My daughter, son (10yo with 15 degree curves already and a mild kyphosis), and I went to Stevens Point, Wisconsin in September to be a part of a course that was certifying US physical therapists in the German Schroth method. The kids learned the exercises, I learned a bit more of the theory, and we returned home to practice the exercises every day for a half hour. In addition, our daughter got a Rigo-Cheneau brace of the type used in Europe. Her Vital Capacity in this brace (via simple spirometer testings) is better than it was in the Boston brace (remember, this is a sample of one and I have not seen any studies which compare the Bostona and the Cheneau or Rigo-Cheneau head-to-head).

In February, my daughter went to the orthopedic surgeon for her follow-up.
In brace, she corrects to 27RT (46% change) and 28LL (30% change). Her doctor said, "Keep doing what you're doing and you won't need surgery."

Clearly, this is just one kid and the US needs to do referreed, double blind studies on the impact of bracing alone, brace modalities compared to each other, bracing and exercise, and longitudinal studies of bracing/exercise compared with surgery. But, if anyone asks if I think there is a positive life impact from diong the exercises, I would say try it.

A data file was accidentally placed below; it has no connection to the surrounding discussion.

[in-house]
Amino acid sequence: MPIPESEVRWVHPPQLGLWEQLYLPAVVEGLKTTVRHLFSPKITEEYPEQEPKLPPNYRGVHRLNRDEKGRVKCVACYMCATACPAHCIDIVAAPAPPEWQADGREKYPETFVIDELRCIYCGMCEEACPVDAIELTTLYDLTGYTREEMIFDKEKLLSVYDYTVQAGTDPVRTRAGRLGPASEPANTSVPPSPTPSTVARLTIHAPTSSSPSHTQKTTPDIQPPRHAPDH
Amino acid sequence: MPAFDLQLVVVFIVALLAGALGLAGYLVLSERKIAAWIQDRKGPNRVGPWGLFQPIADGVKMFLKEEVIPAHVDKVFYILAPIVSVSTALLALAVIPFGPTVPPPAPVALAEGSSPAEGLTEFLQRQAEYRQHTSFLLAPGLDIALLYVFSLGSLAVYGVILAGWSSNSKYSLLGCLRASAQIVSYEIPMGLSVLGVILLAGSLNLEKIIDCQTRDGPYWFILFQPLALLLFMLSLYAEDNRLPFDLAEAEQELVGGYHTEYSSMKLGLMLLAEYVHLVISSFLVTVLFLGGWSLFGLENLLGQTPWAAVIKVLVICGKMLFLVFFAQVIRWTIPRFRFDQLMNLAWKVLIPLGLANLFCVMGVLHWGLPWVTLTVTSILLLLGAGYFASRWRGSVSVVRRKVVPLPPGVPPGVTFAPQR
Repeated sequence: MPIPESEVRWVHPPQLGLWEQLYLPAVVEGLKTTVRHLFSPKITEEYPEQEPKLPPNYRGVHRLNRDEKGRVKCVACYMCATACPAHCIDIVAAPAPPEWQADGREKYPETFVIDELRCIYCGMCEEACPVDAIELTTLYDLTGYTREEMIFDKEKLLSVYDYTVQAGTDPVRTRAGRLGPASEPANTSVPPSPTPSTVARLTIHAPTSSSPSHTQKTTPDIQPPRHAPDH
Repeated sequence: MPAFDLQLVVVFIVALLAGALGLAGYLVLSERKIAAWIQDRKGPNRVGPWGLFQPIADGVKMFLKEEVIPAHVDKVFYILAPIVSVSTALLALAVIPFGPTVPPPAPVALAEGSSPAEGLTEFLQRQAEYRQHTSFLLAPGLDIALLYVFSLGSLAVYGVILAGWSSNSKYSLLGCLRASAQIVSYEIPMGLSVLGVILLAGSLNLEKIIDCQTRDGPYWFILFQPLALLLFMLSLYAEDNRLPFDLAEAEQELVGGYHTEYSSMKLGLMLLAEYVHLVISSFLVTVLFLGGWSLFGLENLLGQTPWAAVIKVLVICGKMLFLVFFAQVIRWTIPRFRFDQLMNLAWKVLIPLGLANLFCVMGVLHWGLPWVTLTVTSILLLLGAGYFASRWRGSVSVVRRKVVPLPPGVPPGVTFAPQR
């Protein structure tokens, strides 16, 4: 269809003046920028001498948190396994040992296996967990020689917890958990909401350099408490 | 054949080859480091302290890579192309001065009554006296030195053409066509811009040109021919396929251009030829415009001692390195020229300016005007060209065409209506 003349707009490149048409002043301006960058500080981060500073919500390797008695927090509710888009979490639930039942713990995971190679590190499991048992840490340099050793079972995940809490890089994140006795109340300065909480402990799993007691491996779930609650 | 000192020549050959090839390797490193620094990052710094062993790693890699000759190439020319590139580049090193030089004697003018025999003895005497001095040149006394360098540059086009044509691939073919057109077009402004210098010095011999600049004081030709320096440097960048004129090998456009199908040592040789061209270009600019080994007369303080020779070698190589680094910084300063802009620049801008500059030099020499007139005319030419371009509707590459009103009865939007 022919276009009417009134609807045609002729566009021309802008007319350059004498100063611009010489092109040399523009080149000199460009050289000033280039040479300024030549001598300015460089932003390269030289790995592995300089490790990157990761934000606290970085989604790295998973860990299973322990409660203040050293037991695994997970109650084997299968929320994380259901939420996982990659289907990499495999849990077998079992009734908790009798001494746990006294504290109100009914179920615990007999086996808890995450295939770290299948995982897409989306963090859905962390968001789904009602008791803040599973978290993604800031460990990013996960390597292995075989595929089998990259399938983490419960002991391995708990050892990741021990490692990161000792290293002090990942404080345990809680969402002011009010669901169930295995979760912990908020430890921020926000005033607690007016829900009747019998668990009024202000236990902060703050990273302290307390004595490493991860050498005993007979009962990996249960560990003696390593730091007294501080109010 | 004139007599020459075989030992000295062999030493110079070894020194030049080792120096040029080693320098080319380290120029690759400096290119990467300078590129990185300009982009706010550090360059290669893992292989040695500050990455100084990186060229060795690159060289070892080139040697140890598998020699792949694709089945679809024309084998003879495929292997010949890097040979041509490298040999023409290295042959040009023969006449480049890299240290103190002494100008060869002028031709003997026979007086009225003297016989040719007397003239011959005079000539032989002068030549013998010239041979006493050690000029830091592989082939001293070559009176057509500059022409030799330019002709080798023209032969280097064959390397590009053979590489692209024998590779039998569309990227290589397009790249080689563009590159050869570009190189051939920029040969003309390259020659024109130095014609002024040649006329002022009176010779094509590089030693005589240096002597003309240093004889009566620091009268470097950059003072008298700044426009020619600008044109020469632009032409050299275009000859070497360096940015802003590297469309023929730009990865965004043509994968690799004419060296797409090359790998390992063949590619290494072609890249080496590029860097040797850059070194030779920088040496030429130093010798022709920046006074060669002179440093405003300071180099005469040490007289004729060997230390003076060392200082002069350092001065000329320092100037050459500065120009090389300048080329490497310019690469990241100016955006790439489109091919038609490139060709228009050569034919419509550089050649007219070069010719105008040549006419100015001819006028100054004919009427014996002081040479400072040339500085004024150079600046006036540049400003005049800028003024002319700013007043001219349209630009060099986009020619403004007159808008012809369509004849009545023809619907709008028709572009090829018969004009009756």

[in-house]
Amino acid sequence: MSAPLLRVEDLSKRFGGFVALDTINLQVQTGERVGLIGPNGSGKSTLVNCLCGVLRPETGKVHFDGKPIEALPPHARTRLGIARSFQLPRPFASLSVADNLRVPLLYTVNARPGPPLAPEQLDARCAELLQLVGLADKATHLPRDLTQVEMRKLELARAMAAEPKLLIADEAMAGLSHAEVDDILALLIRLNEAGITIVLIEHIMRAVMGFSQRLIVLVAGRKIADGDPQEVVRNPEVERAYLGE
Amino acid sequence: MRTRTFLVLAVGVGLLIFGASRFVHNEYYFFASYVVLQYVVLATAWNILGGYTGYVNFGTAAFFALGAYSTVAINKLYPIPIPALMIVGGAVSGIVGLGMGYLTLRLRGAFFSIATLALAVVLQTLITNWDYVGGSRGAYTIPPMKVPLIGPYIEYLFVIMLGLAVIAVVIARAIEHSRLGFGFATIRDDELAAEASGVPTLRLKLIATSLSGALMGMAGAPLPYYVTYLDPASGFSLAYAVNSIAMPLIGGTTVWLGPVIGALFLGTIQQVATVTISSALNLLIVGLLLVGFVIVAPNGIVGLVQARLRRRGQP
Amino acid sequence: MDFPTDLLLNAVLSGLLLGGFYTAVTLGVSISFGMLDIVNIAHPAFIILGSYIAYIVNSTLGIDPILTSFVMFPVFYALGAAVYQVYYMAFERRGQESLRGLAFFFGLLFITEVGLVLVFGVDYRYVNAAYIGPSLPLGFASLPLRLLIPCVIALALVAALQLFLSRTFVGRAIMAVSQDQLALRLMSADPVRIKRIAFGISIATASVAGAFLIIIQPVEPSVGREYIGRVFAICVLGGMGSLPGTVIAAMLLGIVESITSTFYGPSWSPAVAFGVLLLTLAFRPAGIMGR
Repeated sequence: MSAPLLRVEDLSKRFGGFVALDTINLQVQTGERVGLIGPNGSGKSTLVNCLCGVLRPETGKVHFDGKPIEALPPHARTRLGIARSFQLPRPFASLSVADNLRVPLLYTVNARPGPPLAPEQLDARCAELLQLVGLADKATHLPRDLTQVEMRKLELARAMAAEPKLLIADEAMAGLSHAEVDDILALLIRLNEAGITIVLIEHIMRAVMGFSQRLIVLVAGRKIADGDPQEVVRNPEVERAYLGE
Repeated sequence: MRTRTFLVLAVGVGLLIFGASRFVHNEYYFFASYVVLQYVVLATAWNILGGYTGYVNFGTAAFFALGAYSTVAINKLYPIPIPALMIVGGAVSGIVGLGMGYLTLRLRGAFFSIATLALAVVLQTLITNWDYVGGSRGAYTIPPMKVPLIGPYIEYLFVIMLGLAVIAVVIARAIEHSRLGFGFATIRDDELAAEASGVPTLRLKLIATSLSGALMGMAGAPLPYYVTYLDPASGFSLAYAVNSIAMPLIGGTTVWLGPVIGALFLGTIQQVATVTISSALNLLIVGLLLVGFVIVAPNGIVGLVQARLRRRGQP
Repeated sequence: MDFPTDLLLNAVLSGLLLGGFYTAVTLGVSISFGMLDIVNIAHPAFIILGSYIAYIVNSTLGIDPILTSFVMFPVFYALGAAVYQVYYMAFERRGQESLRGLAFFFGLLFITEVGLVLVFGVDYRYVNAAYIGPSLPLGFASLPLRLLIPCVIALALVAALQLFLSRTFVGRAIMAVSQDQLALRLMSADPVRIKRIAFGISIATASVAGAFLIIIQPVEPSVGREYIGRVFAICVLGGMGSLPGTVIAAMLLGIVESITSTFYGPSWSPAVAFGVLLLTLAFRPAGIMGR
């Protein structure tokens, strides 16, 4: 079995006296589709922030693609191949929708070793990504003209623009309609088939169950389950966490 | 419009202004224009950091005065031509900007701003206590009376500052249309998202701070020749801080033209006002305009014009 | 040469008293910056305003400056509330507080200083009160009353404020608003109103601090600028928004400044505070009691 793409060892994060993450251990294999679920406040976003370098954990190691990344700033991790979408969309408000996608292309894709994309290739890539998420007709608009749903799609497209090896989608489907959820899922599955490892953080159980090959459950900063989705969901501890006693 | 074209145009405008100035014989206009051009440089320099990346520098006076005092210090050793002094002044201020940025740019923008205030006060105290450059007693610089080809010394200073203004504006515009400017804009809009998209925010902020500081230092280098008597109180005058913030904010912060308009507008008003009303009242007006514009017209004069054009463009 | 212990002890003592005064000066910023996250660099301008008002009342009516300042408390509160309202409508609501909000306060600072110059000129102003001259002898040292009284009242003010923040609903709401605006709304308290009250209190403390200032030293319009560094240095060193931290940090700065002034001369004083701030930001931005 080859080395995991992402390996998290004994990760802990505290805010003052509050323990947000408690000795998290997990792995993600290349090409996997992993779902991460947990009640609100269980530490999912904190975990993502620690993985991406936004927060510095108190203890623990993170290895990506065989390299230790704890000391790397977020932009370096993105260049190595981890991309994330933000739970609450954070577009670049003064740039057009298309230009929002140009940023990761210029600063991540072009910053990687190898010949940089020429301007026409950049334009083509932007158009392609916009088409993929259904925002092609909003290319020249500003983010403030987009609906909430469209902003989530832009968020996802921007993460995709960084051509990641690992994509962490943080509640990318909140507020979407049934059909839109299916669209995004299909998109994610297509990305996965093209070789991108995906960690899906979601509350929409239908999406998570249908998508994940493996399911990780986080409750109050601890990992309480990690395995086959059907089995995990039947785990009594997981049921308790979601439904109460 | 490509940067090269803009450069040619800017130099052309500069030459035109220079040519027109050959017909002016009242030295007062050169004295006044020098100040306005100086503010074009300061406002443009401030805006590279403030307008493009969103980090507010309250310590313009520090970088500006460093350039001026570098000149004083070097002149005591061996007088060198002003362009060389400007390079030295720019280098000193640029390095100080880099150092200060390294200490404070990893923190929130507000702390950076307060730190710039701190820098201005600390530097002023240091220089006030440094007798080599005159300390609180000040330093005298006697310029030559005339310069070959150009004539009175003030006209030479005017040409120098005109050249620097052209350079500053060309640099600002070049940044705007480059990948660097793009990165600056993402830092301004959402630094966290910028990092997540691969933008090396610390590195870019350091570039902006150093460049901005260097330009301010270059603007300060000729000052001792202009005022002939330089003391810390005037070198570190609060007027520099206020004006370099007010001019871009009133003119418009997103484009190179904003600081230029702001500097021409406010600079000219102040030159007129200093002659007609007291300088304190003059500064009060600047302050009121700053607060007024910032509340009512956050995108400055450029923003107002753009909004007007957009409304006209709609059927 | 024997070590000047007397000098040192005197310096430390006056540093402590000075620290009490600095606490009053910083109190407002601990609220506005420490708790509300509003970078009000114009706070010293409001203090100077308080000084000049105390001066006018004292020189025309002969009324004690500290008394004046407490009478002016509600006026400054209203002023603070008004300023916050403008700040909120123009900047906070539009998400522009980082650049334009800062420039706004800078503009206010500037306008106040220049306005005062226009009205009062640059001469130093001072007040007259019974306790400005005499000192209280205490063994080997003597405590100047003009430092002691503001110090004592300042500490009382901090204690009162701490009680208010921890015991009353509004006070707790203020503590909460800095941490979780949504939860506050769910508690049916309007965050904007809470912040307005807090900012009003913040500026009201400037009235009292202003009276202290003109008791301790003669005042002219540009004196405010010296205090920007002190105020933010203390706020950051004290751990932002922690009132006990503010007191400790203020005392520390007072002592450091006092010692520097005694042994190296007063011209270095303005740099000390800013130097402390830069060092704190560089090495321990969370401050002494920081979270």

One aside, does your daughter participate in any activity which is asymmetric? Our daughter was a very serious viola player (school orchestra, youth symphony, etc) and I continue to wonder whether that repititious, asymmmetirc bowing movement exacerbated her curves? We know that scoliosis is fairly common among serious golfers. Jus something to think about. . . there are no studies I've seen which address this issue. If anyone knows of any, I'd love the citation!

Best wishes to you and your daughter.